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tschak909

hacking on a scanline fill for libti99

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Hey guys,

as part of trying to get some nice to haves in PLATOTERM, I've taken a whack at getting a flood fill implemented for paint functions.

 

I'm using the same scan-line fill algorithm that I've used in other ports, but for some reason, things are going kind of nutty, and I'd like to figure out why..?

#include <conio.h>
#include <vdp.h>

#define CHECK_BIT(var,pos) ((var) & (1<<(pos)))
#define true 1
#define false 0

unsigned char bm_getpixel(int x, int y)
{
  unsigned int addr = ((x>>3)<<3) + ((y>>3)<< + (y&0x07) + gPattern;
  VDP_SET_ADDRESS(addr);
  return CHECK_BIT(VDPRD,(x%);
}

void paint(int x, int y)
{
  static unsigned short xStack[256];
  static unsigned char yStack[192];
  unsigned char stackentry = 1;
  unsigned char spanAbove, spanBelow;

  unsigned char oldColor = bm_getpixel(x,y);

  if (oldColor == 1)
    return;

  do
    {
      unsigned short startx;
      while (x > 0 && bm_getpixel(x-1,y) == oldColor)
        --x;

      spanAbove = spanBelow = false;
      startx=x;

      while(bm_getpixel(x,y) == oldColor)
        {
          if (y < (191))
            {
              unsigned char belowColor = bm_getpixel(x, y+1);
              if (!spanBelow  && belowColor == oldColor)
                {
                  xStack[stackentry]  = x;
                  yStack[stackentry]  = y+1;
                  ++stackentry;
                  spanBelow = true;
                }
              else if (spanBelow && belowColor != oldColor)
                spanBelow = false;
            }

          if (y > 0)
            {
              unsigned char aboveColor = bm_getpixel(x, y-1);
              if (!spanAbove  && aboveColor == oldColor)
                {
                  xStack[stackentry]  = x;
                  yStack[stackentry]  = y-1;
                  ++stackentry;
                  spanAbove = true;
                }
              else if (spanAbove && aboveColor != oldColor)
                spanAbove = false;
            }

          ++x;
        }
      bm_drawline(startx,y,x-1,y,1);
      --stackentry;
      x = xStack[stackentry];
      y = yStack[stackentry];
    }
  while (stackentry);
}

void main(void)
{
  set_bitmap(0);
  bm_clearscreen();
  bm_setforeground(COLOR_BLACK);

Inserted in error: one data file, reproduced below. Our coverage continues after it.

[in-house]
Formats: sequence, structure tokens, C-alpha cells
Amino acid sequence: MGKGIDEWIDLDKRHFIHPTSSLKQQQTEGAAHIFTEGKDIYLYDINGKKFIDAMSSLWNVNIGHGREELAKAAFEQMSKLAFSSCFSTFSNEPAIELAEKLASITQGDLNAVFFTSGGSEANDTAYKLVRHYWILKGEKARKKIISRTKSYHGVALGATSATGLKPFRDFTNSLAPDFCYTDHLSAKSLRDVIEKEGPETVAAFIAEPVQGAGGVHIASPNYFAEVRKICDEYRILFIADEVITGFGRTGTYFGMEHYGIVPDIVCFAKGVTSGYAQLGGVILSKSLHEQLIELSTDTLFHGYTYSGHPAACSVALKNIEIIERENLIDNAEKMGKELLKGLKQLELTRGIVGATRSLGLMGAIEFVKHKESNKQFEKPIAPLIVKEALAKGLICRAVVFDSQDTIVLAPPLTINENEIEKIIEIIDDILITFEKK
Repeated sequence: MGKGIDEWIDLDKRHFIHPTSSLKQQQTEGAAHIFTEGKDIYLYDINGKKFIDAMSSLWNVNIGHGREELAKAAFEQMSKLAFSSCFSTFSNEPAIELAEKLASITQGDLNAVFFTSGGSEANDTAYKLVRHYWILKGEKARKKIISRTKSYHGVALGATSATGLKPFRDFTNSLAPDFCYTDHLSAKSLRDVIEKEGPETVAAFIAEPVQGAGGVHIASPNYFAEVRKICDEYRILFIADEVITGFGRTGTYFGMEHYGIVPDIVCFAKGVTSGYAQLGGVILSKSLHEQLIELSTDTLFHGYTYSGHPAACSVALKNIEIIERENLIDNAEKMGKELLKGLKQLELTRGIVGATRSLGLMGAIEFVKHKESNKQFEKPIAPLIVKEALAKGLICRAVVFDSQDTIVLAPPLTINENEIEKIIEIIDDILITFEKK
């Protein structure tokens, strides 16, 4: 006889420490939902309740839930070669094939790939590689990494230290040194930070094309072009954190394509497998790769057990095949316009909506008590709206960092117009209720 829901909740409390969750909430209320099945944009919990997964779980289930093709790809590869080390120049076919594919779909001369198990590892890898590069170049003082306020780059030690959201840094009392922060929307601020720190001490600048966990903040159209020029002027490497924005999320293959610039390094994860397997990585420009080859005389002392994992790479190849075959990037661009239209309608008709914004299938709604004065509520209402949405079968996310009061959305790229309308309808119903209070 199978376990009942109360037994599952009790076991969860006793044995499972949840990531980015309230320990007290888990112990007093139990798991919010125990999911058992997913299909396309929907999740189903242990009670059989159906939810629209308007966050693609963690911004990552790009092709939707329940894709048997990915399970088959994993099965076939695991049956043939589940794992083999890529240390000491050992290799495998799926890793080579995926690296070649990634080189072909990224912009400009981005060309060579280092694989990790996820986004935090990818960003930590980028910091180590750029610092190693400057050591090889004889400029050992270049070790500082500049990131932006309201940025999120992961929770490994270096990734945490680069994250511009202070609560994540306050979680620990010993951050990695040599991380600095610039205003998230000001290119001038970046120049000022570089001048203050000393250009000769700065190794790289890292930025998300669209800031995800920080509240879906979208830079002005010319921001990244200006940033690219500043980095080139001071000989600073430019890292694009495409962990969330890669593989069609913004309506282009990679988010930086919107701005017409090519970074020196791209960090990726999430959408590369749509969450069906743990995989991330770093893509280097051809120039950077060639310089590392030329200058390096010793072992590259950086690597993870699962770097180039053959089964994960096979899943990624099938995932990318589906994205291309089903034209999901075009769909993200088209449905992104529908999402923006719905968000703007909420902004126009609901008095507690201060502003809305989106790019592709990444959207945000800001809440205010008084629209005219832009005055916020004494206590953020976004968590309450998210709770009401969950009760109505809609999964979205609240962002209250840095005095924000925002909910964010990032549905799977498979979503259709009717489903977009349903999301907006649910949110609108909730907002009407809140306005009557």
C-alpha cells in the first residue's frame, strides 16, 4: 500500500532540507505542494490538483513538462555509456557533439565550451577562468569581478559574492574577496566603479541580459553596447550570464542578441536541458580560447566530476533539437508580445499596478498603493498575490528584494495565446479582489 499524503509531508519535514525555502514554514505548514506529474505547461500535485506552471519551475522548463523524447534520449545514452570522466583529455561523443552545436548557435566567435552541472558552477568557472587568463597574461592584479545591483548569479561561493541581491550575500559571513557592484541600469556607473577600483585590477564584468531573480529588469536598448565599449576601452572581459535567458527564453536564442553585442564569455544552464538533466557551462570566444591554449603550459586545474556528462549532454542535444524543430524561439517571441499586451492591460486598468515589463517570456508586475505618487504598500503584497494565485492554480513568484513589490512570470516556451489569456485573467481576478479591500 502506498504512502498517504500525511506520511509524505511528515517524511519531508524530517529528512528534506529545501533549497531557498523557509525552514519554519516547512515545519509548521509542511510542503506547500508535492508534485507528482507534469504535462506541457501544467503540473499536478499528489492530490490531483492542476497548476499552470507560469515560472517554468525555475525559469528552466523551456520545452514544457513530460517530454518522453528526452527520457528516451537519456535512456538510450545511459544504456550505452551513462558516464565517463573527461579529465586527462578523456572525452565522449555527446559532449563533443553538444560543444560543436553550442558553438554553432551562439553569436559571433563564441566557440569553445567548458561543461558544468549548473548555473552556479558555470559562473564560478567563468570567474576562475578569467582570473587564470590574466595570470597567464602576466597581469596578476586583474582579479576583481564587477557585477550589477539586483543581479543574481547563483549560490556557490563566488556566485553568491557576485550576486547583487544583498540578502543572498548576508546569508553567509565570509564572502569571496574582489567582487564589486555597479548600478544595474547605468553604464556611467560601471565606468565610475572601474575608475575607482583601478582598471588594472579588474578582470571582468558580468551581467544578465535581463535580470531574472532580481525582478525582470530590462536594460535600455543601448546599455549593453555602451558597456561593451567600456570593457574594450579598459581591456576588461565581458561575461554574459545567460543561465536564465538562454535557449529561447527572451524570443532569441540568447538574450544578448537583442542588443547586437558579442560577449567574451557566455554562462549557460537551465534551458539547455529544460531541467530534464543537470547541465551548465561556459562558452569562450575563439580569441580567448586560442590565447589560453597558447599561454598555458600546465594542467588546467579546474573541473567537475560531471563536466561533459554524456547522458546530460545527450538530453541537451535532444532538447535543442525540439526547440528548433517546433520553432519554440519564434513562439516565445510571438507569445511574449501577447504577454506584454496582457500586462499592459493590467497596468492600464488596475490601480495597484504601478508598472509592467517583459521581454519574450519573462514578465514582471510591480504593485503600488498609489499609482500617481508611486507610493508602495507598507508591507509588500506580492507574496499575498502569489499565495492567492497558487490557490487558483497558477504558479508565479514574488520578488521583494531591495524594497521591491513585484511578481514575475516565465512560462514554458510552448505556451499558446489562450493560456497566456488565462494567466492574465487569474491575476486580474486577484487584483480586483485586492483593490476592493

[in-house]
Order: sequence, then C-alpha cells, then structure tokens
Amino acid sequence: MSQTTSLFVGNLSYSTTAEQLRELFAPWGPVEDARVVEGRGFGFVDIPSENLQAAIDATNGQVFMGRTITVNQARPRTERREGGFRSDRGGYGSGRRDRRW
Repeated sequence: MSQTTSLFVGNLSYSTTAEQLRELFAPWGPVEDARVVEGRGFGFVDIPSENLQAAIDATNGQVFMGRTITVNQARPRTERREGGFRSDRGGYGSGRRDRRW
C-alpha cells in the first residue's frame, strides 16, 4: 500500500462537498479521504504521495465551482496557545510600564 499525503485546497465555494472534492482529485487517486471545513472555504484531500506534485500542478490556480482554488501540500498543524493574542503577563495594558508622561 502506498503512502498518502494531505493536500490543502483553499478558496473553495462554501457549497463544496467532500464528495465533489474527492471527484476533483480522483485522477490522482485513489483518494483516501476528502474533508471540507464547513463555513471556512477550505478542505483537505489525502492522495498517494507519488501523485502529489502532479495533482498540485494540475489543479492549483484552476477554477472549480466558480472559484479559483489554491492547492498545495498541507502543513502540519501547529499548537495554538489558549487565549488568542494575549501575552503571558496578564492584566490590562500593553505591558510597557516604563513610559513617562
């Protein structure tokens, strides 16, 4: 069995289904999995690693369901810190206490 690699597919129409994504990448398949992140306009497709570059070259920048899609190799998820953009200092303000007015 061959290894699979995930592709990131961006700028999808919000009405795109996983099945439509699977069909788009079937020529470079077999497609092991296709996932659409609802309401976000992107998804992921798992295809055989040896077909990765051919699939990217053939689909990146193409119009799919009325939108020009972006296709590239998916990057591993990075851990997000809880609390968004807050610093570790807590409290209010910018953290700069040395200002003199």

bm_drawline(100,100,150,100,1);
  bm_drawline(100,100,100,120,1);
  bm_drawline(150,100,150,120,1);
  bm_drawline(100,120,150,120,1);

  paint(149,110);

  for (;
    {
    }
}

post-9462-0-54262500-1550274068.gif

 

-Thom

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There is a slight delay between setting the read address and the VDP actually being ready to be read. Throw an _asm("nop") between setting the vdp read address and the actual read and that might fix it.

 

Sent from my SM-J727V using Tapatalk

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There is a slight delay between setting the read address and the VDP actually being ready to be read. Throw an _asm("nop") between setting the vdp read address and the actual read and that might fix it.

 

Sent from my SM-J727V using Tapatalk

Not necessary on the TI - the CPU is too slow for the delay to have meaning except in very tight assembly code.

 

One problem you have is that you expect the return of bm_getpixel() to be 0 or 1. It won't be, it will be 0, 1, 2, 4, 8, 16, 32, 64 or 128 (depending on the bit position of the pixel). If you can, just flip your checks around so that you only test against zero instead (faster). Otherwise I'd just change the return to "return (CHECK_BIT(VDPRD,(x% 8))!=0);"

 

I would also change the return type from char to int. Partially because I still don't 100% trust chars, partially because int is the native word size and your code will be faster for just testing a zero/not zero result against one (no need to mask, shift, pull in additional values, etc). (That would imply making oldcolor an int as well).

 

It's not clear to be why 'xstack' is a short and 'ystack' is a char... the maximum x value is only 255 anyway?

 

I think your shift in "CHECK_BIT" is backwards too. If your x modulo is zero, you want the first pixel, which is the MSb (0x80), not 0x01. Start with 0x80 and shift right instead.

 

I'm not sure that I understand the Y tests inside the while loop in a quick read - but I can tell you that if you pass out-of-range values to bm_getpixel() that you will get random results as you read off screen memory. If it's possible for y to be outside the range 0-191, you want to check that before you call bm_getpixel, else you may get unexpected results. (Like changing register values when you go negative ;) ).

Edited by Tursi

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Reading a little more, I don't know if the y loop is correct, but it looks like you aren't repeating the x-search per scanline, or searching to the right, which means you'd only fill a rectangle bounded to the right by the starting coordinate, and on the left by the first pixel found. All other rows will use those same x values.

 

Still, it's probably worth fixing the low hanging fruit before digging deeper. :)

 

(Removed my floodfill suggestion - there are so many edge cases. There are plenty of solutions already out there.)

Edited by Tursi

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*hides-head-in-shame* urgh, I have been carrying around these bits of code for too long now.. they're starting to lose pieces as I carry them from codebase to codebase :P

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Eh, no biggie. On some systems the leftmost pixel is the MSB on some it's the LSB. Hell, on the Apple it's the /second/ most significant bit. :)

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